Randomised controlled trials and meta-analyses of stroke therapy have led the way in showing that organised packages of rehabilitation work better, at little extra cost, than unorganised care and treatment.4 Other studies document benefit in multiple sclerosis6 and similar studies after head injury are clearly opportune.7 Future studies should focus not only on outcomes at the level of activity, participation, and health status but also on economic evaluations, and the ways in which teams generate adaptive coping, strategic actions, and changes in style in both the person with chronic disease but also in team members.8 Multidisciplinary clinical teams in these areas will attract other biological and clinical neuroscientists, as well as the pharmaceutical industry. This process is already exemplified by the use of acetylcholinesterase inhibitors for Alzheimer's disease, immunomodulators for multiple sclerosis, and botulinum toxin for spastic hypertonus.

Of course, if drug treatment and therapy techniques, separately or in combination, are to achieve clinical usefulness then benefit needs to be shown at levels other than pathology and impairment. This requires involvement of the social sciences in continuing research into the consequences and impact of disease at individual and societal level, and the rigorous development of patient centred measures of social outcome and health related quality of life. 9 10

Cajal's dictat that the adult central nervous system is hard wired and the consequences of damage immutable11 has at last been replaced by an explosion of research into the three "R"s of restorative neurology: how retraining reorganises neural circuits and networks; the replacement of cells and chemical messengers; and regrowth of axons, dendrites, and synaptic connections.12 We now know from work in both animals and humans with brain lesions that remodelling of the cortex and other parts of the brain and spinal cord is use dependent and task specific. This remodelling probably underpins functionally useful retraining techniques after brain injury, such as constraint induced movement therapy 13 and treadmill retraining of gait,14 and knowing this should hasten the incorporation of such treatments into clinical practice. The use of functional imaging as a surrogate outcome should also facilitate the exploration of effective drug treatments, as well as replacement and regrowth strategies that have yet to have clinical impact.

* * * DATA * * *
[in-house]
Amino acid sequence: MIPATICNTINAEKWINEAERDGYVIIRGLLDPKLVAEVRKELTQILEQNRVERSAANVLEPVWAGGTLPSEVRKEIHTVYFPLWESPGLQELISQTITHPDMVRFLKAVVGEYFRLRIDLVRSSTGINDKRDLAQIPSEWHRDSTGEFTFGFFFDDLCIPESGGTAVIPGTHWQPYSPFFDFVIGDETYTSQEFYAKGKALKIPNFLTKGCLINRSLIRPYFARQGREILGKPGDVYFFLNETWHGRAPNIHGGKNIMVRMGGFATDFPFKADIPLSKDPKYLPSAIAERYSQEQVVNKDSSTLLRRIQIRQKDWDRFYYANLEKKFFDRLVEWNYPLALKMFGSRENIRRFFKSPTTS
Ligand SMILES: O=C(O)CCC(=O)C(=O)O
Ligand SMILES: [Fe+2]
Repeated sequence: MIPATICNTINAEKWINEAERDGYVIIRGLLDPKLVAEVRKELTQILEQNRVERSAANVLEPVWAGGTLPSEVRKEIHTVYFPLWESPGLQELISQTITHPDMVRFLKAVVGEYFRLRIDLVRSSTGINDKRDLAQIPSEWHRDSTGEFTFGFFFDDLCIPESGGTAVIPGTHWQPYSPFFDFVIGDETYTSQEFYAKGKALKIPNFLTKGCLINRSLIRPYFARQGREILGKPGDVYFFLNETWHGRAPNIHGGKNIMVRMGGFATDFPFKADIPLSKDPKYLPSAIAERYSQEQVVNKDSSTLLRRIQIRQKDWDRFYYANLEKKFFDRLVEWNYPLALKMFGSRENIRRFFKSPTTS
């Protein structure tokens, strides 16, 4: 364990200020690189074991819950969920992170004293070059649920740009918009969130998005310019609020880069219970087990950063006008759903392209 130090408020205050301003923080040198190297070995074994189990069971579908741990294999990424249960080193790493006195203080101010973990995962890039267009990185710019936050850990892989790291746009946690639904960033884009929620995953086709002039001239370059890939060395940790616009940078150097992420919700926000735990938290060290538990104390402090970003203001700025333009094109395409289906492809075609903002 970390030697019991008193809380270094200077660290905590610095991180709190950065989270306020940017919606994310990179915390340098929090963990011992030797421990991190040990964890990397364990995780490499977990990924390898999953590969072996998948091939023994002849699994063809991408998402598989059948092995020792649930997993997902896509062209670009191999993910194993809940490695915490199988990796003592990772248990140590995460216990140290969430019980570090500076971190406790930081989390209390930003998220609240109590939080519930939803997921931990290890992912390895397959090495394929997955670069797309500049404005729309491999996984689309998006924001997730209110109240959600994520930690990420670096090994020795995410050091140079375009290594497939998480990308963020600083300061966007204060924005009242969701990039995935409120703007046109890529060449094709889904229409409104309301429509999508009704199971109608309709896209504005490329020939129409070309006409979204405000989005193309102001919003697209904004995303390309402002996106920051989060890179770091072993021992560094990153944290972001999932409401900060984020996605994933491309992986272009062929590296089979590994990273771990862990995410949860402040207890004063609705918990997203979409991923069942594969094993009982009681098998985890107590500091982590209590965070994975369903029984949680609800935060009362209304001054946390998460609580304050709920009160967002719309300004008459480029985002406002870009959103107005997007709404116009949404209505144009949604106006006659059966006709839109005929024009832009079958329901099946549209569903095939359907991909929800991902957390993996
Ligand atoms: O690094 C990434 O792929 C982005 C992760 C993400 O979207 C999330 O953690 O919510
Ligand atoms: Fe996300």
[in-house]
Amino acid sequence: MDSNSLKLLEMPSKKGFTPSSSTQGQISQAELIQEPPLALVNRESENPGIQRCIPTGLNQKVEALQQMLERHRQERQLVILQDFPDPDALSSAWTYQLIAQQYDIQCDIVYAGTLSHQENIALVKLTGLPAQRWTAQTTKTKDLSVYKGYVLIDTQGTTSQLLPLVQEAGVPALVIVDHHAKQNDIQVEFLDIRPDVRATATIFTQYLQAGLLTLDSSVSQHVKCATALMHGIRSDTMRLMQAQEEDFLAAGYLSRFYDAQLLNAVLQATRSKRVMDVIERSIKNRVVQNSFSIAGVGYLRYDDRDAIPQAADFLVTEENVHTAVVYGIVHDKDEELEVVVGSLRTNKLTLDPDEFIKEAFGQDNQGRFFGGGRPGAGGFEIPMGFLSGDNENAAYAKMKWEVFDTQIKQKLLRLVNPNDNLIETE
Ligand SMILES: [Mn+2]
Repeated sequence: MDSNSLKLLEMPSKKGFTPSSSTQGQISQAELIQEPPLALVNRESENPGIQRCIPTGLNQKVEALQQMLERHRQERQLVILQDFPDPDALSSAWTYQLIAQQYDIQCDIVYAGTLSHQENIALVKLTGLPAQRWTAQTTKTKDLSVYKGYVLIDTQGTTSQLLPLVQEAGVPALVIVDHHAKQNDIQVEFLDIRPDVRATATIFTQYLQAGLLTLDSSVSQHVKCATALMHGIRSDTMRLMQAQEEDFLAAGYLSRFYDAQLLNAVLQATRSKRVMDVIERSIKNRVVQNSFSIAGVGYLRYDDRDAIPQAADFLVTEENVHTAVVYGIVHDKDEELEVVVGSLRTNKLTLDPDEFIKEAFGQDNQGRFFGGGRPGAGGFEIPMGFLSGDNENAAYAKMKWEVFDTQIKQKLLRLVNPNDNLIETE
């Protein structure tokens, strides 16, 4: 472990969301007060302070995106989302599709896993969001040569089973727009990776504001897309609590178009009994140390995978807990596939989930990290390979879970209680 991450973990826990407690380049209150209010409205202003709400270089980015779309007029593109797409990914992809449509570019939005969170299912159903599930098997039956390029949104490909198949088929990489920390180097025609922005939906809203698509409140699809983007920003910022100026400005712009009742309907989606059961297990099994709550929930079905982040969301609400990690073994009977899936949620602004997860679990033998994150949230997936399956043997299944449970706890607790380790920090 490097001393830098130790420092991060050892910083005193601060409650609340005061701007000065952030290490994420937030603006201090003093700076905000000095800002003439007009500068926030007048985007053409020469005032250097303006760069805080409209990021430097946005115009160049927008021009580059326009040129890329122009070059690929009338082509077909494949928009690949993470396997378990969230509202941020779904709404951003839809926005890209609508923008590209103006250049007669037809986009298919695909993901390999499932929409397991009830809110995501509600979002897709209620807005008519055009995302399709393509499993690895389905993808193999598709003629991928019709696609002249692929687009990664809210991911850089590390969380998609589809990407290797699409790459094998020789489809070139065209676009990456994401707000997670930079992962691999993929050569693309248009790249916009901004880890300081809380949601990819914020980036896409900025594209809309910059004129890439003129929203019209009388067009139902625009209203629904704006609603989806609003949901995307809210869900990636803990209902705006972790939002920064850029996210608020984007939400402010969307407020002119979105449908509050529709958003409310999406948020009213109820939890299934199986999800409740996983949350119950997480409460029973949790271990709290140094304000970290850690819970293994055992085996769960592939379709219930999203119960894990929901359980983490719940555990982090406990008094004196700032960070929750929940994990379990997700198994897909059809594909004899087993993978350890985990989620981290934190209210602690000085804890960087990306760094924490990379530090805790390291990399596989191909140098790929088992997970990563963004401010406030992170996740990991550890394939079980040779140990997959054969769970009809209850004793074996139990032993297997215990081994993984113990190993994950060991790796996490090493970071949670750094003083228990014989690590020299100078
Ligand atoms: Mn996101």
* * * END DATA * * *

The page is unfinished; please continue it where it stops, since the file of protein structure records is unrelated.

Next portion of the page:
Fifteen years ago a neurologist's interest in rehabilitation provoked questions about how many ways there were to use a walking stick. Today, such questions are not asked, and explorations of treatment induced plasticity in the nervous system are beginning to attract major research efforts. These developments must be reflected in clinical appointments.

Richard Greenwood, consultant neurologist.
National Hospital for Neurology and Neurosurgery, London WC1N 3BG